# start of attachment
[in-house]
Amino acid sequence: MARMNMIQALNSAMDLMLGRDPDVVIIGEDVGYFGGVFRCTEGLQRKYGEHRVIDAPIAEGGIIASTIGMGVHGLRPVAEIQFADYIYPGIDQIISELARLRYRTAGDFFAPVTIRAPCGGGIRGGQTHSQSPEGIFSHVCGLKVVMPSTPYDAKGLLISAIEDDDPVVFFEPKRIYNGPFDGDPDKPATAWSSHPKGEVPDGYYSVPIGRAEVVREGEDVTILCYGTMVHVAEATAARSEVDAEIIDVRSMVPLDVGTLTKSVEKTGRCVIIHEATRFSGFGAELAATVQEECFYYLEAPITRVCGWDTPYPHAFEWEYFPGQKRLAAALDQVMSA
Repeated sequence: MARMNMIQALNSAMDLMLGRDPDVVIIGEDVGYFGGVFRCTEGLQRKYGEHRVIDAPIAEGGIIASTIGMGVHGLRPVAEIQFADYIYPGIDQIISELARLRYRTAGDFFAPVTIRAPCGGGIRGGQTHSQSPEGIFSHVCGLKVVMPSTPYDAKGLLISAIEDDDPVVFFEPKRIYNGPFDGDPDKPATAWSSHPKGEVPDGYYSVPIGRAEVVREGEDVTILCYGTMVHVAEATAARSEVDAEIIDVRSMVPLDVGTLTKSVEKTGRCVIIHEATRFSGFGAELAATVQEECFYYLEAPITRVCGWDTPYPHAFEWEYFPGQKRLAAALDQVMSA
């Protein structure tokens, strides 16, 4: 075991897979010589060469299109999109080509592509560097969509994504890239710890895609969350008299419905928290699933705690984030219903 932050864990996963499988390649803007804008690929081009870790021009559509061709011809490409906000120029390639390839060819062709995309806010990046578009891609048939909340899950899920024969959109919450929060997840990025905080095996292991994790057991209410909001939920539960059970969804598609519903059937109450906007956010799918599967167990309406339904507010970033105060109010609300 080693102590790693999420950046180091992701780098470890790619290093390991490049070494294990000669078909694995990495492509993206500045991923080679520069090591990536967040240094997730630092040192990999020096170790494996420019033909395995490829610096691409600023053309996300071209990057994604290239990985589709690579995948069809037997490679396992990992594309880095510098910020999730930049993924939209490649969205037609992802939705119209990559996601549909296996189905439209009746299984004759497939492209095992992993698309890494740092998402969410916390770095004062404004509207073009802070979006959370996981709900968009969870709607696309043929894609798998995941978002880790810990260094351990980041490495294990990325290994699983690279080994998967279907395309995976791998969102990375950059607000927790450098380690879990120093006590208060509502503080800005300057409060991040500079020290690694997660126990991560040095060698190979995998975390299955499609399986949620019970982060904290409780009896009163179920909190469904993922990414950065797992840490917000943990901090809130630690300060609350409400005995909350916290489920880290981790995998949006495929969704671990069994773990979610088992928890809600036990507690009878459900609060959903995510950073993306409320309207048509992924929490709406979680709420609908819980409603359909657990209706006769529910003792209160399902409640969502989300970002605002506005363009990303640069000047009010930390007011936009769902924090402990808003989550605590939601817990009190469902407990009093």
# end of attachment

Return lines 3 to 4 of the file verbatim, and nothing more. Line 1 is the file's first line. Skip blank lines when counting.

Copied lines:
Repeated sequence: MARMNMIQALNSAMDLMLGRDPDVVIIGEDVGYFGGVFRCTEGLQRKYGEHRVIDAPIAEGGIIASTIGMGVHGLRPVAEIQFADYIYPGIDQIISELARLRYRTAGDFFAPVTIRAPCGGGIRGGQTHSQSPEGIFSHVCGLKVVMPSTPYDAKGLLISAIEDDDPVVFFEPKRIYNGPFDGDPDKPATAWSSHPKGEVPDGYYSVPIGRAEVVREGEDVTILCYGTMVHVAEATAARSEVDAEIIDVRSMVPLDVGTLTKSVEKTGRCVIIHEATRFSGFGAELAATVQEECFYYLEAPITRVCGWDTPYPHAFEWEYFPGQKRLAAALDQVMSA
């Protein structure tokens, strides 16, 4: 075991897979010589060469299109999109080509592509560097969509994504890239710890895609969350008299419905928290699933705690984030219903 932050864990996963499988390649803007804008690929081009870790021009559509061709011809490409906000120029390639390839060819062709995309806010990046578009891609048939909340899950899920024969959109919450929060997840990025905080095996292991994790057991209410909001939920539960059970969804598609519903059937109450906007956010799918599967167990309406339904507010970033105060109010609300 080693102590790693999420950046180091992701780098470890790619290093390991490049070494294990000669078909694995990495492509993206500045991923080679520069090591990536967040240094997730630092040192990999020096170790494996420019033909395995490829610096691409600023053309996300071209990057994604290239990985589709690579995948069809037997490679396992990992594309880095510098910020999730930049993924939209490649969205037609992802939705119209990559996601549909296996189905439209009746299984004759497939492209095992992993698309890494740092998402969410916390770095004062404004509207073009802070979006959370996981709900968009969870709607696309043929894609798998995941978002880790810990260094351990980041490495294990990325290994699983690279080994998967279907395309995976791998969102990375950059607000927790450098380690879990120093006590208060509502503080800005300057409060991040500079020290690694997660126990991560040095060698190979995998975390299955499609399986949620019970982060904290409780009896009163179920909190469904993922990414950065797992840490917000943990901090809130630690300060609350409400005995909350916290489920880290981790995998949006495929969704671990069994773990979610088992928890809600036990507690009878459900609060959903995510950073993306409320309207048509992924929490709406979680709420609908819980409603359909657990209706006769529910003792209160399902409640969502989300970002605002506005363009990303640069000047009010930390007011936009769902924090402990808003989550605590939601817990009190469902407990009093």